Denham Junior Lathe
Large, powerful screwcutting lathes, the Denham SR.8.V and SR.10.V were current from the 1950s until the early 1970s. Of the usual superior Denham quality, both models were strongly constructed machines that had a particularly wide range of spindle, screwcutting and power feeds.
The bed was cast from a high-grade iron, chilled to give close-grained, hard-wearing surface and of massive proportions. The front and back walls were braced by diagonal cross-ribbing and, available at extra cost, was a detachable gap section. Flat and V-ways were used, the front Vee being set with a wide, shallow outer surface at 30° and, to better take tool thrust, a steeper narrower inside face at 60°.
Of conventional design, the carriage carried a compound slide rest assembly with its short-type cross slide having a finely engraved degree ring for angular setting of the 4-bolt top slide - the latter capable of being rotated through 360° deg. Rather oddly, the standard toolpost was a very old-fashioned type with four studs and two tool-plates sitting on lift springs. However, a choice was also offered of an American-type (that accepted the usual tool-bit holders), a large, 8-position indexing 4-way and, unusually, a "hexagon" type turret.
Bed support was - depending upon length - in the form of two or more substantial box-section plinths, these being joined by a sheet-metal tray to catch chips and the standard-fit coolant. The plinths were supplied with both levelling screws and the necessary holes for foundation bolts .
Of straightforward design, the headstock provided 12 spindle speeds, changes being made by the juxtaposition of two concentrically-mounted levers. A choice of three speed ranges was available - these being intended for use with a single-speed motor and to cover the great majority of users' needs. However, where special requirements had to be met, the option was offered of 2-speed motors when overall ranges of 16 to 900 or 22 to 1200 r.p.m. became available - these being, for the size of lathe, more than adequate.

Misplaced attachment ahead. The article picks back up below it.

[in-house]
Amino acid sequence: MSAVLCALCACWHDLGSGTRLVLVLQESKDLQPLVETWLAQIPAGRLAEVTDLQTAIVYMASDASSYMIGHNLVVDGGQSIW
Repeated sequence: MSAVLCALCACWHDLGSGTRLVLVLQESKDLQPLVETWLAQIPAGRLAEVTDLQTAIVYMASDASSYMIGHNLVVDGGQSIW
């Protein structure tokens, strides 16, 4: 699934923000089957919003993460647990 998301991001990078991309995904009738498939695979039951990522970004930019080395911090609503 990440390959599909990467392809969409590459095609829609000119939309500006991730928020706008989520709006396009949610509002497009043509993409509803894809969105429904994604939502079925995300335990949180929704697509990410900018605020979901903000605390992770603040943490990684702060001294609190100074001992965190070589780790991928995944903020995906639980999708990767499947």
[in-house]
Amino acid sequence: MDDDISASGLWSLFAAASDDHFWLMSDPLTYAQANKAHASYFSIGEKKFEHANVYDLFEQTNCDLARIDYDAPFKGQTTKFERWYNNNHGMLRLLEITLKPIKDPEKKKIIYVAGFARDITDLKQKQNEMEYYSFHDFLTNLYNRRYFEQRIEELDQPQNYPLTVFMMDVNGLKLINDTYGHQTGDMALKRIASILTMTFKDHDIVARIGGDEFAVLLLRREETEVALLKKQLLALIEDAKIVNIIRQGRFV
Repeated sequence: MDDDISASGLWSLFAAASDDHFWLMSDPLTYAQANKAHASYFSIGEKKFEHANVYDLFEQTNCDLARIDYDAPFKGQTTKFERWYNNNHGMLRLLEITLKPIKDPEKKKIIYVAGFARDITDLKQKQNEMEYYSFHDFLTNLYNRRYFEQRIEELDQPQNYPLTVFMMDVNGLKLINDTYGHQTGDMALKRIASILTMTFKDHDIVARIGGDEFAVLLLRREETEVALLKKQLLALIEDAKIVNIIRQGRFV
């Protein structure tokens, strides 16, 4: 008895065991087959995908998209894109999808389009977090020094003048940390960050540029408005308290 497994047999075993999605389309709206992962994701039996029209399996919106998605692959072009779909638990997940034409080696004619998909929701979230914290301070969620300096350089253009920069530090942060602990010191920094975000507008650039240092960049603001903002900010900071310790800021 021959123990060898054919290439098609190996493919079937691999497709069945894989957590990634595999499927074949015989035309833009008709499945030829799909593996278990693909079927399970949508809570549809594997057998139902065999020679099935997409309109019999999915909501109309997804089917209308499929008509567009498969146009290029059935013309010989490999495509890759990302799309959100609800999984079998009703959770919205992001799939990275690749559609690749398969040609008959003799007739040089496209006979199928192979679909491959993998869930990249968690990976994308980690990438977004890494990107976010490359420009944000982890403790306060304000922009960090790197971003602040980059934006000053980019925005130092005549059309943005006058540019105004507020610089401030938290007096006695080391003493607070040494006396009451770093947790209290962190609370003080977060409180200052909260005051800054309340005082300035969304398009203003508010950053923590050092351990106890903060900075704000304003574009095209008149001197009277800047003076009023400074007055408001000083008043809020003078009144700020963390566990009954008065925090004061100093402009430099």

Running in precision grade taper roller bearings to take the journal load, the spindle had pre-loaded dual-purpose ball races to take end thrust - while all other shafts were supported in ball or roller bearings.
Gears were made from individual steel forgings in a high tensile steel and, after hardening, were ground on their bore, face and tooth form. The final drive was taken from a gear, well supported, directly behind the front spindle bearing.
Lubrication was by a stream of filtered oil, this being pumped to a trough in the top of the headstock from which it was directed both by pipes and cascade to all the necessary points. Drive, from a motor of up to 20 h.p., was directed to the first gearbox shaft through a combined multi-plate clutch and brake, the latter engaging automatically when required.
Sealed and controlled by levers - there being no open sliding tumbler mechanism - the screwcutting and power feeds gearbox had a reversing control built in, a pre-loaded slipping clutch to protect the drive from overloading and lubrication provided by a pressure pump. All gears were in heat-treated, high-tensile steel and carried on six-splined shafts running in ball races.
Manufactured to within a guaranteed limit of 0·0012 inches per foot (0·010 mm. per 100 mm.) the leadscrew was used only for screwcutting, a separate shaft taking the 54 rates of feed to the apron. A wide range of standard English pitches - Whitworth, B.S.P, B.S.F, unified and pipe - could be cut without disturbing or altering the changewheel drive. Basic metric transposing was by the introduction of a 127t gear, with other wheels being available to generate unusual or seldom-needed pitches. If the customer was intending to cut mainly metric or odd pitch threads, the makers recommended that a reversing motor be fitted - this obviating the need to disengage the leadscrew clasp nuts and so lose positional accuracy (a thread-dial indicator being no use when using metric transposing wheels). As a further extra option, an accessory to make coarse-pitch screwcutting easier (and with less strain on the lathe) could be provided.
Able to be set-over in the usual way for the turning of slight tapers, the tailstock was available with either a standard No. 5 Morse taper spindle or one with a built-in rotating centre - though a centre adaptor and fixed centre were also provided..